Also I always try to visualize each corner relative to a similar corner on another track, so you can sort of get your bearings and approach down quicker.
I always take a few laps of my first session at 50% pace just to get a feel for the flow of the track, then slowly dial it up, focusing on nailing one section at a time. So I’ll say to myself, “okay I’m going to try braking really deep this time into turn 1, maybe there’s time to be found there yet…” and once I’ve sorted that section, I’ll move onto the next one… “maybe if I jump this kerb I can set up better for the corner after it…” and just working my way around the track until I’ve got each section down.
Once you’ve built up a knowledge base of corners and combinations of corners, you’ll find it’s much much easier to learn a new track, as you have a bunch of internal data on entry, apex, and exit points to compare off of. I’ve also found that figuring out the braking point and turn-in point for any corner almost automatically sorts out the throttle application point, the apex, and the exit. So I try to figure out my turn-in first.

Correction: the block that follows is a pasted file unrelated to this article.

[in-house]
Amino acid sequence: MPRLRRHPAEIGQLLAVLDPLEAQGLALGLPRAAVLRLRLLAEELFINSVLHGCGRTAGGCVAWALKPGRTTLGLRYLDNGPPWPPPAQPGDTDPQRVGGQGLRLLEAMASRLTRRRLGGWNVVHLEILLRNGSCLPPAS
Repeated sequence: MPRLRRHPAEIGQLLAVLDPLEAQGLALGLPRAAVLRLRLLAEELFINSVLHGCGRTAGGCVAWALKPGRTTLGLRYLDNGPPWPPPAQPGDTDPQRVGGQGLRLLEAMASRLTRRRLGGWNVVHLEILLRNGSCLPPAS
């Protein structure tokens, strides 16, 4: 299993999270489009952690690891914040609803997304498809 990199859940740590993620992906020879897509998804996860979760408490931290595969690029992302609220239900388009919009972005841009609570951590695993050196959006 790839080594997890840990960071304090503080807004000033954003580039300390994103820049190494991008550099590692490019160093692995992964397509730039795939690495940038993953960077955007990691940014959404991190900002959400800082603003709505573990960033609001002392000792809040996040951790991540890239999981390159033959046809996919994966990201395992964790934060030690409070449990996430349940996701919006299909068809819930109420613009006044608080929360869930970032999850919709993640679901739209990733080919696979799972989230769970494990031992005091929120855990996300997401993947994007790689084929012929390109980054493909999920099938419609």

When we go to SuperNats, the layout changes almost every year. The best guys are on the pace from about lap 5 of the first session on. The less experienced drivers can take all day to figure the track out. I remember watching Nicastro go ballistic fast the first session one year, like several tenths clear of everyone else in the class. He has so much experience and he’s so good, that he was able to come out of the gate and say “oh this corner is like this other corner on track X, this braking zone is the same as the approach to turn 3 at track Y…”